Hulu Planning to Charge For ContentOnline Video
By Dawn C. Chmielewski and Alex Pham
Los Angeles Times
Hulu soared to popularity by offering free online viewing of popular TV shows. Now that free ride may soon end.
The Internet-video site is weighing plans to charge users to watch episodes of “30 Rock,” “Modern Family” and “House.” The move would mark a sharp change of course for the venture, which was launched nearly two years ago by a consortium of studios to distribute without charge TV shows and movies over the Internet.
This is Our Last ChanceAetna, Alan Grayson, Barack Obama, Betsy McCaughey, Bill Nelson, Broadcatching, Charles Grassley, Cigna, Congress, Dylan Ratigan, FOX News, GOP, Health Care Reform, Howard Dean, Kent Conrad, Max Baucus, Rahm Emmanuel, Republicans, Rick Scott, Senate, Shepherd Smith, United Health
Why the White House Probably Doesn’t Want a Public OptionAetna, Alan Grayson, Barack Obama, Betsy McCaughey, Bill Nelson, Broadcatching, Charles Grassley, Cigna, Congress, Dylan Ratigan, FOX News, GOP, Health Care Reform, Howard Dean, Kent Conrad, Max Baucus, Rahm Emmanuel, Republicans, Rick Scott, Senate, Shepherd Smith, United Health
Why the White House Probably Doesn’t Want a Public Option
By: Scarecrow Tuesday October 20, 2009 9:26 pm
F I R E D O G L A K E D O T C O M
The question many health reform advocates have been asking about the public option debate is “what’s the problem”??? Why isn’t the President demanding it, pushing it, selling it? Well, maybe he doesn’t want it.
Why, given strong Congressional majorities in favor of a public option, continuing strong polling support across the country, and overwhelming support from Democratic voters, is Harry Reid treating the matter as though it were a close call?
To be sure, getting 60 votes for cloture is a challenge, but that is not the same as needing 60 votes for a public option, no matter how many times the media equates the two. Only 5 or 6 Senate Democrats are even opposed in concept. Yet not one of these holdouts has publically declared that he/she would join a filibuster to keep a public option from getting a simple majority-rule vote. Sen. Harkin correctly asks, why should these five be empowered to force over fifty to give in?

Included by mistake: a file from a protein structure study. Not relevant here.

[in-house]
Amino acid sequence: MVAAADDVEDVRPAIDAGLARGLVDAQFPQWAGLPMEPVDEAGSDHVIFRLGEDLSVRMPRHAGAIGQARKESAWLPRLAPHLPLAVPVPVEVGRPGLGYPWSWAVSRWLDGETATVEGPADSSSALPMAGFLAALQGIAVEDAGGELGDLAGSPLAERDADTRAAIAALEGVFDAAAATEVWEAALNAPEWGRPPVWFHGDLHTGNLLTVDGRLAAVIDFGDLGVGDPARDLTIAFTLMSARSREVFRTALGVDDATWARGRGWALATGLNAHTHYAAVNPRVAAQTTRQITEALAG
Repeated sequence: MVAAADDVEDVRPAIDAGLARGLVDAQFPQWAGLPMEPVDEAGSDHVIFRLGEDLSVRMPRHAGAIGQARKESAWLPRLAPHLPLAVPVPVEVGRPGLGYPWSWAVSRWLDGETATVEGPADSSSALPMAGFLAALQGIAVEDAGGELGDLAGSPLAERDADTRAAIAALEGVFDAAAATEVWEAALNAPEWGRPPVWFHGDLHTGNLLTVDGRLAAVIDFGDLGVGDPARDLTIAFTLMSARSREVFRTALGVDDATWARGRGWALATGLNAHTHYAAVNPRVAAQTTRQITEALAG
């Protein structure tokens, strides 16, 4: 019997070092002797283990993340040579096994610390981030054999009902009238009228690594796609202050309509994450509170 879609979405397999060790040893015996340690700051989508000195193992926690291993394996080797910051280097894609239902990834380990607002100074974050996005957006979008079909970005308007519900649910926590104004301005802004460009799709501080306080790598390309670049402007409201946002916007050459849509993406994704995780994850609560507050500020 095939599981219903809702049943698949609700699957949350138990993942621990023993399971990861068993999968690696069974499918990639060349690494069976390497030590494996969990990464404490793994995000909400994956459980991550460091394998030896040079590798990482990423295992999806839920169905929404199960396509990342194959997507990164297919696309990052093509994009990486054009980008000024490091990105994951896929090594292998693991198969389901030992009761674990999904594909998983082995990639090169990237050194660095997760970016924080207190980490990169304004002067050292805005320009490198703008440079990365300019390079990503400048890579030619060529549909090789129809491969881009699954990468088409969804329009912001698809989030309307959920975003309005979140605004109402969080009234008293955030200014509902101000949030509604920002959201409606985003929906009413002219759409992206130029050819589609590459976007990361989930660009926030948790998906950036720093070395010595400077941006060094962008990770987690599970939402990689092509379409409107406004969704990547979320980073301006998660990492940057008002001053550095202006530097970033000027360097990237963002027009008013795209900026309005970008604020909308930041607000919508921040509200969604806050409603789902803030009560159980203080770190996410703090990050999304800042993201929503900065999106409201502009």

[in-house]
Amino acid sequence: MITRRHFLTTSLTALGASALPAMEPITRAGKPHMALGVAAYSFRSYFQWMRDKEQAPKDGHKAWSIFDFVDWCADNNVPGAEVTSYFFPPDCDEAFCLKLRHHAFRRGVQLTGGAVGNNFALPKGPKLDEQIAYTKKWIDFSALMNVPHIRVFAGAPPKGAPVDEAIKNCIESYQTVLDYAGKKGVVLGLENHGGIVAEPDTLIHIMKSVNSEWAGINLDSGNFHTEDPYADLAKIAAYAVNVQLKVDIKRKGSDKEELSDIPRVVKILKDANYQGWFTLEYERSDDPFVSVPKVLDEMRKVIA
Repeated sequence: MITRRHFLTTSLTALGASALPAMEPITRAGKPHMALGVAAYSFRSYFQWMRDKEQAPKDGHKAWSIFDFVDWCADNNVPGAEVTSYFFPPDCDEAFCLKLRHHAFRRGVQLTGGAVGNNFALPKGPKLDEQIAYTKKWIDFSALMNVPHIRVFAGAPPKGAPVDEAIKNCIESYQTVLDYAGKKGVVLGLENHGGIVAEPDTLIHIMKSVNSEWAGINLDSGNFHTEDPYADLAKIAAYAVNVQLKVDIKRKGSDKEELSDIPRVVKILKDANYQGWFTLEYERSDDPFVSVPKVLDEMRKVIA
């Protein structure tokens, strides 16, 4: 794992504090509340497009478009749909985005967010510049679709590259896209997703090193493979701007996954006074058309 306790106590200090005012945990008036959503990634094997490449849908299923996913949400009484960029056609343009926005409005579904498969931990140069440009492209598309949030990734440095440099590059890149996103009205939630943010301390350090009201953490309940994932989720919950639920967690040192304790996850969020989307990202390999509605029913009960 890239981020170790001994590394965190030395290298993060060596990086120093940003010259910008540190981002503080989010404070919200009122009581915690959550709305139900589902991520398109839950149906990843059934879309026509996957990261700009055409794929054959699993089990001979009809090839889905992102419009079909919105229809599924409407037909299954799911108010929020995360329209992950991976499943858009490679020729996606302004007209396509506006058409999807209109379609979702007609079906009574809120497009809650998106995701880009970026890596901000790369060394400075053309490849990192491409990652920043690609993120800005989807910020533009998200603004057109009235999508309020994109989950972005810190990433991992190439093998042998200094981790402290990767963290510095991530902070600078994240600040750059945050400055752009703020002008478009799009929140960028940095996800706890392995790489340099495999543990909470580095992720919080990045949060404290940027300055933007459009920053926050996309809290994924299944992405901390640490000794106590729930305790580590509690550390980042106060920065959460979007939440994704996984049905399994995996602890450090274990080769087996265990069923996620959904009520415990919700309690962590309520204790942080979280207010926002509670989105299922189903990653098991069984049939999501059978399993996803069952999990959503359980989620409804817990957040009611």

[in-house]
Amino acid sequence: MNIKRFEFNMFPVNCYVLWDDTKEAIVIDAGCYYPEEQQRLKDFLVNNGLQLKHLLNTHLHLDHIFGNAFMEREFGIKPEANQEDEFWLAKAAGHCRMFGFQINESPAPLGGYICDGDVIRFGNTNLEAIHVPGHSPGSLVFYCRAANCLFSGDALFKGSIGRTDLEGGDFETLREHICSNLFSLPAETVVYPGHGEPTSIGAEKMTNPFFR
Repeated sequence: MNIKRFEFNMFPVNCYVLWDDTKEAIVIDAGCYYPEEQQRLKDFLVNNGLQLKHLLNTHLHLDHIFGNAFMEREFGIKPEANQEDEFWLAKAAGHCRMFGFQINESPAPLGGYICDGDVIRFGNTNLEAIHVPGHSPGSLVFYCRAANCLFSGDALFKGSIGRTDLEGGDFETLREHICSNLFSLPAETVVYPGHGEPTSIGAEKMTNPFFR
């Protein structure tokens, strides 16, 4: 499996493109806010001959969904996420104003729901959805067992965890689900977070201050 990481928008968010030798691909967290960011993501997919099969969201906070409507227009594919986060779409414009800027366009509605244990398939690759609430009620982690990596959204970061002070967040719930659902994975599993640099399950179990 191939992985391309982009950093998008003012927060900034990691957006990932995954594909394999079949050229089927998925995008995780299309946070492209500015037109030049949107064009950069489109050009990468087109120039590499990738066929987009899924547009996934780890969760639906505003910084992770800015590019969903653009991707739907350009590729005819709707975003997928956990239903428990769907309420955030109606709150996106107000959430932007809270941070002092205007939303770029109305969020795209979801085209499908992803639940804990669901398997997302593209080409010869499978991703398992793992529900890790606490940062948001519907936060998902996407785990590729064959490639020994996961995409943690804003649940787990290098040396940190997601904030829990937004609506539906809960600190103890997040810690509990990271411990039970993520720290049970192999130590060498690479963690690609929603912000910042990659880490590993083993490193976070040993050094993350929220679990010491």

Everyone also knows that if Harry Reid puts a viable public option in the Senate bill, there aren’t 60 votes to remove it. So why is Harry Reid behaving as though Democrats had something to fear if they demand party loyalty on a cloture vote and then push through a measure that has more voter support than any health reform measure they’ve proposed outside banning insurers from denying coverage to the sick?
Night after night, we are reminded (thanks to Nancy Pelosi prodding CBO) that a strong public option will save tens of billions, give consumers a choice in an industry that is dangerously concentrated and lacking in competition, and put pressure on insurers to lower premiums in the face of their promises/threats to raise them. Everyone now realizes a strong public plan could provide a credible, government-guaranteed alternative even if the private insurers succeed in evading new government regulations banning their most outrageous practices — practices whose evil effects we see repeated on a daily basis. So what’s the problem?
The Beltway conventional wisdom, steeped in cynicism, is that the White House is being disingenuous when it repeatedly says the President supports a public option. WH officials claim Obama believes it is “the best way” to provide an affordable choice and reduce costs. But then why is he not working to get it adopted in the Senate, and explicitly directing his OFA troops to help that effort? Why has he ducked every opportunity to make even the logical argument that the burden is on detractors to show there’s a better measure? No one has seriously attempted such a case.
In House and Senate leadership efforts to merge their respective bills, it’s curious that no one has noticed that House Speaker Pelosi does not seem to need the White House to tell her how to merge three House bills while improving them. But apparently, Harry Reid is not capable — or cannot be trusted — to merge two Senate bills without having Rahm Emanuel, Peter Orszag and Kathleen Sebelius present every meeting.
There’s nothing wrong with the Senate consulting with the White House about what they’re willing to push and pay for. But the White House told reporters that all the key decisions would be made by Harry Reid. So why are these senior White House people, including the man who sees himself as the center of the universe, there if not to tell Harry Reid what he can and cannot decide?
It is hard to avoid the fear that this White House has now become a principal obstacle to getting meaningful health care reform. It claims it wants major cost reductions in Medicare, via a semi-autonomous cost-cutting commission. But the White House has already bargained away the savings it can achieve from most of the major providers: PhRMa ($80 billion), hospitals ($155 billion) so they can give it back to the doctors (for whom AMA is demanding $240+ billion more over ten years in relief from automatic Medicare reductions).